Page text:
What’s stopping mobile content from taking off?
Mobile content is fast becoming a significant driver in the long-term success of wireless carriers, creating a rush in the development of titles featuring the hottest names and brands — from Jack Bauer of “24” to Paris Hilton — to drive consumer demand.
While significant investments are being made to create catalogues of some great and some not so great content, only a small percentage of what is currently available is discovered and downloaded by consumers. This “content discovery” challenge is limiting the growth of mobile content consumption and revenues.
Capturing Eyeballs — Getting Mobile Content to Consumers
An emerging strategy, which takes its cue from Web 2.0 and social networking, is peer-to-peer (P2P) viral distribution of mobile content. P2P distribution of mobile content makes it possible for consumers who have downloaded a piece of mobile content such as a game, ringtone or wallpaper, to refer the content to one or more of their friends or peers. This instantaneous “referral” enables users to quickly locate the content and provides an option to purchase it. This process breaks down many barriers for consumers when it comes to purchasing content — whether locating it on an operator’s deck or downloading it to their device — and creates greater user confidence in the process. Technology that enables P2P distribution also ensures consumers can share content across networks and any given device.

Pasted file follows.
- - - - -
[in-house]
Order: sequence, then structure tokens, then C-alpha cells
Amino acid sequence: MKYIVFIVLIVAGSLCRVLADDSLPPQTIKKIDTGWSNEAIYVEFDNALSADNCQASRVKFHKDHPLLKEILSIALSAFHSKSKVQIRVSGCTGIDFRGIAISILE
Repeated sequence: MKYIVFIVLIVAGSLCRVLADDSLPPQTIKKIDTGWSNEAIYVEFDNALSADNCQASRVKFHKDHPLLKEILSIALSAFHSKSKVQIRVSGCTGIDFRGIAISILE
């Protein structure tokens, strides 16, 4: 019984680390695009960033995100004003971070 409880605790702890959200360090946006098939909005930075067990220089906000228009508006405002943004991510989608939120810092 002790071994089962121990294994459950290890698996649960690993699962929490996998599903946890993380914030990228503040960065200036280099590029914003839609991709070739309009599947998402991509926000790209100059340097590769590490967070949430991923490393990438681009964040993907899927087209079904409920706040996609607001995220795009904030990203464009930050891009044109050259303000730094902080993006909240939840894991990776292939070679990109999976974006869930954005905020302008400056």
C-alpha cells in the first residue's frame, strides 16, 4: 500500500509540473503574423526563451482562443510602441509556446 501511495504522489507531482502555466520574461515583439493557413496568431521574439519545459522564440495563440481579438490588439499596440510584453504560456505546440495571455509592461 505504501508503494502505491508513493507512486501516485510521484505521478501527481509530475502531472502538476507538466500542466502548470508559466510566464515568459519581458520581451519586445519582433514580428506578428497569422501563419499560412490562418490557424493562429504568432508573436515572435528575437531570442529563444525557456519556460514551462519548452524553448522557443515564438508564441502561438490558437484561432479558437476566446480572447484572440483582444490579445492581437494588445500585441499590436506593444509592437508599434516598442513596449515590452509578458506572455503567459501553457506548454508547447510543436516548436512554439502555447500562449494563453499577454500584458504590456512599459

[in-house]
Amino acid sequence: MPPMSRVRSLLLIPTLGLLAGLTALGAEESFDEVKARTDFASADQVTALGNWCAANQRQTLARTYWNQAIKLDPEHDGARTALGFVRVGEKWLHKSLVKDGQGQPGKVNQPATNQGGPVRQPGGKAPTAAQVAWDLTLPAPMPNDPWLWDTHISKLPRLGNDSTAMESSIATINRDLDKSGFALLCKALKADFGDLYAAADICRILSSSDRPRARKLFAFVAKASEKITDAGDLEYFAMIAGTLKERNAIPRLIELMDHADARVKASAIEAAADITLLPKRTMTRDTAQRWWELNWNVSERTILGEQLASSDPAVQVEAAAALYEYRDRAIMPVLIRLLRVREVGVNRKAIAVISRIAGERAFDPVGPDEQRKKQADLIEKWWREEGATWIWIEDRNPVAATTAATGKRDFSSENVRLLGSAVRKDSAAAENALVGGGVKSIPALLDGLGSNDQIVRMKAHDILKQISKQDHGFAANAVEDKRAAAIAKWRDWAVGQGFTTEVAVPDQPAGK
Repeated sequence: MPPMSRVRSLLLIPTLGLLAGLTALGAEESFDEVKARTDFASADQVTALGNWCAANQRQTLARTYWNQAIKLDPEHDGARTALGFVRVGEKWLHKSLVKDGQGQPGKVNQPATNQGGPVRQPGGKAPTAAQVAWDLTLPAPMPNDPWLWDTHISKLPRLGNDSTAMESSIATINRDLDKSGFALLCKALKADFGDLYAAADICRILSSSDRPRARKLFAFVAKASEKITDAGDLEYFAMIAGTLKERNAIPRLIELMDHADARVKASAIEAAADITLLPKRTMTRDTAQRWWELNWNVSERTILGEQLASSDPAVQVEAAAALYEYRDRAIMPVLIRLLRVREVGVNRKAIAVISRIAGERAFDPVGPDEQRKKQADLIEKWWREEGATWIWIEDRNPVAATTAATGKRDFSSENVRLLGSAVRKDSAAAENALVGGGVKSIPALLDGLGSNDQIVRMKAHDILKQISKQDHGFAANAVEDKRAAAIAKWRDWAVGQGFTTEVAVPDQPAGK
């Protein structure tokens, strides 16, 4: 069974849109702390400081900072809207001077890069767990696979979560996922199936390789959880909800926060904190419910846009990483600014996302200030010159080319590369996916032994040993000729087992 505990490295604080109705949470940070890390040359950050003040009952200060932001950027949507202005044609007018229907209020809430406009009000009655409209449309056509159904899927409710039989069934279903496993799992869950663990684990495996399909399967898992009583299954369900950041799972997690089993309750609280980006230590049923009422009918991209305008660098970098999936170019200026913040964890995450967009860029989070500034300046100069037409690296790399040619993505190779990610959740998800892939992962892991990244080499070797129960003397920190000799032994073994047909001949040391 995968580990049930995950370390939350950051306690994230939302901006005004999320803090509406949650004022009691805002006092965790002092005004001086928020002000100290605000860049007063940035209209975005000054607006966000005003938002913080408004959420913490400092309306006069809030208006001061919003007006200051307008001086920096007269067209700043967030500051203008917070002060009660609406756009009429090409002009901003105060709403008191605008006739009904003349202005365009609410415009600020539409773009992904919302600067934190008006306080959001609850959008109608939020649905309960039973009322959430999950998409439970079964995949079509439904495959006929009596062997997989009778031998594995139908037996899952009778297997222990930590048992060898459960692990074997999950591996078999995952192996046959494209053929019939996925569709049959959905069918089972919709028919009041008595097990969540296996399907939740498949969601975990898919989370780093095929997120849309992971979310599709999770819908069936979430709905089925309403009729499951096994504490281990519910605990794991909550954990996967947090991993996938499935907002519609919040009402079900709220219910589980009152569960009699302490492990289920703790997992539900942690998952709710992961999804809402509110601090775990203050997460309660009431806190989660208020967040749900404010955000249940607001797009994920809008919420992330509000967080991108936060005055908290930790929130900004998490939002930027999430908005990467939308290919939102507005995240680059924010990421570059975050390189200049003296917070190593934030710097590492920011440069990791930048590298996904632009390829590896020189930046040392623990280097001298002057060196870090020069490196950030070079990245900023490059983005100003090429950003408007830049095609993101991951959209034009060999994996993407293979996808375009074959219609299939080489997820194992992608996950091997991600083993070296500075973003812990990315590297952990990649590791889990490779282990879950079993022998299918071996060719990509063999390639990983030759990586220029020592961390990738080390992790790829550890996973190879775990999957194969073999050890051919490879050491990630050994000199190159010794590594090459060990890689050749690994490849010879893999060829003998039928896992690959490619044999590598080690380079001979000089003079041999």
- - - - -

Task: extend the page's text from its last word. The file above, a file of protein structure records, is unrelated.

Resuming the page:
For the uninitiated consumer, just figuring out the steps to buy a specific piece of content can be complicated and time consuming. Fortunately, operators have begun to recognize that many sales break down at the payment stage, as users simply don’t have the patience to click through multiple screens to complete the transaction. To combat this, some operators are now offering subscriptions, which enable users to streamline the purchase of mobile content by paying a monthly fee on their invoice for a fixed, or sometimes unlimited, number of downloads per month.
Finally, using the downloaded content has to be simple. For example, if a consumer downloads a game that is frustrating to figure out how to use, they will be less inclined to download content from that particular operator or publisher again, if at all. As with the online world, the fewer clicks required to actually enable a ringtone or downloaded game to operate on a phone, the better.
Globe and Mail— June 9, 2006
by Neil Closner